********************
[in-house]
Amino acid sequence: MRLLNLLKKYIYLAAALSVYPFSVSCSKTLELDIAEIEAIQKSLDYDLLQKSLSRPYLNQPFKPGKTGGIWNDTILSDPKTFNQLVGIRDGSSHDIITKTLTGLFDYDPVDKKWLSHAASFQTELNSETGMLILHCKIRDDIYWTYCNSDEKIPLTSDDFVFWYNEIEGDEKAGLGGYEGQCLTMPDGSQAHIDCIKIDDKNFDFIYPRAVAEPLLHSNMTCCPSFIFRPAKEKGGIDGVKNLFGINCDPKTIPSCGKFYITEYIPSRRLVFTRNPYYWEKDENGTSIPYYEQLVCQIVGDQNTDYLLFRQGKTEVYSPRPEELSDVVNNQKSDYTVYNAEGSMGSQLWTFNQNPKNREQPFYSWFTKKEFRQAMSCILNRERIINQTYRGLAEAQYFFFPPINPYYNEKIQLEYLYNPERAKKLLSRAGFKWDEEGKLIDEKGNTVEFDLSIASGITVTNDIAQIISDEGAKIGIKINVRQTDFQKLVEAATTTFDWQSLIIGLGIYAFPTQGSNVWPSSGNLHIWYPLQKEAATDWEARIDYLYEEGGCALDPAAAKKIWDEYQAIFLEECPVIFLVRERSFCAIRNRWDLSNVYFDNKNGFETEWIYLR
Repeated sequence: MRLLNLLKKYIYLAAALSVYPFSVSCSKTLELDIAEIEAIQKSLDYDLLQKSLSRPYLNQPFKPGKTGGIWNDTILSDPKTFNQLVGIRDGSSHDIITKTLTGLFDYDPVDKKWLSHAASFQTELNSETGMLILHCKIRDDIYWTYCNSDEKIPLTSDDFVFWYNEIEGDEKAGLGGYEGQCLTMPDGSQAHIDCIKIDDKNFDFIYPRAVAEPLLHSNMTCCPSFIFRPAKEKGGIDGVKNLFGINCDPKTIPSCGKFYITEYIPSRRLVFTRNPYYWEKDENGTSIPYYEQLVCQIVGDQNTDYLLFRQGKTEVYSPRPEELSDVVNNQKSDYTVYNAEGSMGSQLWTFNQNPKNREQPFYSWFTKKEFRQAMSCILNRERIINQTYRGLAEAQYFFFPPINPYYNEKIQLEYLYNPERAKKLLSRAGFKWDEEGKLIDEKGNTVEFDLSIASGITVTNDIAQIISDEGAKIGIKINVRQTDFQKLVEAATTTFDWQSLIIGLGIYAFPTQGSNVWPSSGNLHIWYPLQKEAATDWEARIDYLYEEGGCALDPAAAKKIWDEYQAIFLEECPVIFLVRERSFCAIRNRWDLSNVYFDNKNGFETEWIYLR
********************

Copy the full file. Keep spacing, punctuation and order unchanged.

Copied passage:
[in-house]
Amino acid sequence: MRLLNLLKKYIYLAAALSVYPFSVSCSKTLELDIAEIEAIQKSLDYDLLQKSLSRPYLNQPFKPGKTGGIWNDTILSDPKTFNQLVGIRDGSSHDIITKTLTGLFDYDPVDKKWLSHAASFQTELNSETGMLILHCKIRDDIYWTYCNSDEKIPLTSDDFVFWYNEIEGDEKAGLGGYEGQCLTMPDGSQAHIDCIKIDDKNFDFIYPRAVAEPLLHSNMTCCPSFIFRPAKEKGGIDGVKNLFGINCDPKTIPSCGKFYITEYIPSRRLVFTRNPYYWEKDENGTSIPYYEQLVCQIVGDQNTDYLLFRQGKTEVYSPRPEELSDVVNNQKSDYTVYNAEGSMGSQLWTFNQNPKNREQPFYSWFTKKEFRQAMSCILNRERIINQTYRGLAEAQYFFFPPINPYYNEKIQLEYLYNPERAKKLLSRAGFKWDEEGKLIDEKGNTVEFDLSIASGITVTNDIAQIISDEGAKIGIKINVRQTDFQKLVEAATTTFDWQSLIIGLGIYAFPTQGSNVWPSSGNLHIWYPLQKEAATDWEARIDYLYEEGGCALDPAAAKKIWDEYQAIFLEECPVIFLVRERSFCAIRNRWDLSNVYFDNKNGFETEWIYLR
Repeated sequence: MRLLNLLKKYIYLAAALSVYPFSVSCSKTLELDIAEIEAIQKSLDYDLLQKSLSRPYLNQPFKPGKTGGIWNDTILSDPKTFNQLVGIRDGSSHDIITKTLTGLFDYDPVDKKWLSHAASFQTELNSETGMLILHCKIRDDIYWTYCNSDEKIPLTSDDFVFWYNEIEGDEKAGLGGYEGQCLTMPDGSQAHIDCIKIDDKNFDFIYPRAVAEPLLHSNMTCCPSFIFRPAKEKGGIDGVKNLFGINCDPKTIPSCGKFYITEYIPSRRLVFTRNPYYWEKDENGTSIPYYEQLVCQIVGDQNTDYLLFRQGKTEVYSPRPEELSDVVNNQKSDYTVYNAEGSMGSQLWTFNQNPKNREQPFYSWFTKKEFRQAMSCILNRERIINQTYRGLAEAQYFFFPPINPYYNEKIQLEYLYNPERAKKLLSRAGFKWDEEGKLIDEKGNTVEFDLSIASGITVTNDIAQIISDEGAKIGIKINVRQTDFQKLVEAATTTFDWQSLIIGLGIYAFPTQGSNVWPSSGNLHIWYPLQKEAATDWEARIDYLYEEGGCALDPAAAKKIWDEYQAIFLEECPVIFLVRERSFCAIRNRWDLSNVYFDNKNGFETEWIYLR